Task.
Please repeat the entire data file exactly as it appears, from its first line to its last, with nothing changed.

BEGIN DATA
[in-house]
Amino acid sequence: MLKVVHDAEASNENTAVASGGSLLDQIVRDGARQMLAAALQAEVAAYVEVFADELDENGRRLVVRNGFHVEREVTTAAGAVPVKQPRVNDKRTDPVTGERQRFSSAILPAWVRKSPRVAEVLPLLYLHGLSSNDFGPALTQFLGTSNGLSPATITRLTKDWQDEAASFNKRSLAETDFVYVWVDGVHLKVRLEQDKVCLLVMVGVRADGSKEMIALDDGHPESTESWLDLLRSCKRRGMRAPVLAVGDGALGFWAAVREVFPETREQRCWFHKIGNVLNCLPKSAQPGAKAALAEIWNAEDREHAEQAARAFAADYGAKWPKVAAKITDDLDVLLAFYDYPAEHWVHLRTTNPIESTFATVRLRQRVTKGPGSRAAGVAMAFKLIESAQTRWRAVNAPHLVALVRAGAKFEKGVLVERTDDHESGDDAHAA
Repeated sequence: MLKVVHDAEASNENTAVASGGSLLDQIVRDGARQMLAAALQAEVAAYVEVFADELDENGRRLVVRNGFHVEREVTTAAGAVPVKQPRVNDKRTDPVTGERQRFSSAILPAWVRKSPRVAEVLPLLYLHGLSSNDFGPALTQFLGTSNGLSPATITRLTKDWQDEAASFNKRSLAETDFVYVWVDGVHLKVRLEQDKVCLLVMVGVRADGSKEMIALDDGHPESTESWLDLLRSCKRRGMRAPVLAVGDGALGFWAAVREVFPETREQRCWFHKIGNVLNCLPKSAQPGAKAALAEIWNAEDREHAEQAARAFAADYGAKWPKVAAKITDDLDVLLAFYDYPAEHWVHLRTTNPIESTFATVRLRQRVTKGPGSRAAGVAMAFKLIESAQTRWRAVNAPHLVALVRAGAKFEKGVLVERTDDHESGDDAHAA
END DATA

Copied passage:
[in-house]
Amino acid sequence: MLKVVHDAEASNENTAVASGGSLLDQIVRDGARQMLAAALQAEVAAYVEVFADELDENGRRLVVRNGFHVEREVTTAAGAVPVKQPRVNDKRTDPVTGERQRFSSAILPAWVRKSPRVAEVLPLLYLHGLSSNDFGPALTQFLGTSNGLSPATITRLTKDWQDEAASFNKRSLAETDFVYVWVDGVHLKVRLEQDKVCLLVMVGVRADGSKEMIALDDGHPESTESWLDLLRSCKRRGMRAPVLAVGDGALGFWAAVREVFPETREQRCWFHKIGNVLNCLPKSAQPGAKAALAEIWNAEDREHAEQAARAFAADYGAKWPKVAAKITDDLDVLLAFYDYPAEHWVHLRTTNPIESTFATVRLRQRVTKGPGSRAAGVAMAFKLIESAQTRWRAVNAPHLVALVRAGAKFEKGVLVERTDDHESGDDAHAA
Repeated sequence: MLKVVHDAEASNENTAVASGGSLLDQIVRDGARQMLAAALQAEVAAYVEVFADELDENGRRLVVRNGFHVEREVTTAAGAVPVKQPRVNDKRTDPVTGERQRFSSAILPAWVRKSPRVAEVLPLLYLHGLSSNDFGPALTQFLGTSNGLSPATITRLTKDWQDEAASFNKRSLAETDFVYVWVDGVHLKVRLEQDKVCLLVMVGVRADGSKEMIALDDGHPESTESWLDLLRSCKRRGMRAPVLAVGDGALGFWAAVREVFPETREQRCWFHKIGNVLNCLPKSAQPGAKAALAEIWNAEDREHAEQAARAFAADYGAKWPKVAAKITDDLDVLLAFYDYPAEHWVHLRTTNPIESTFATVRLRQRVTKGPGSRAAGVAMAFKLIESAQTRWRAVNAPHLVALVRAGAKFEKGVLVERTDDHESGDDAHAA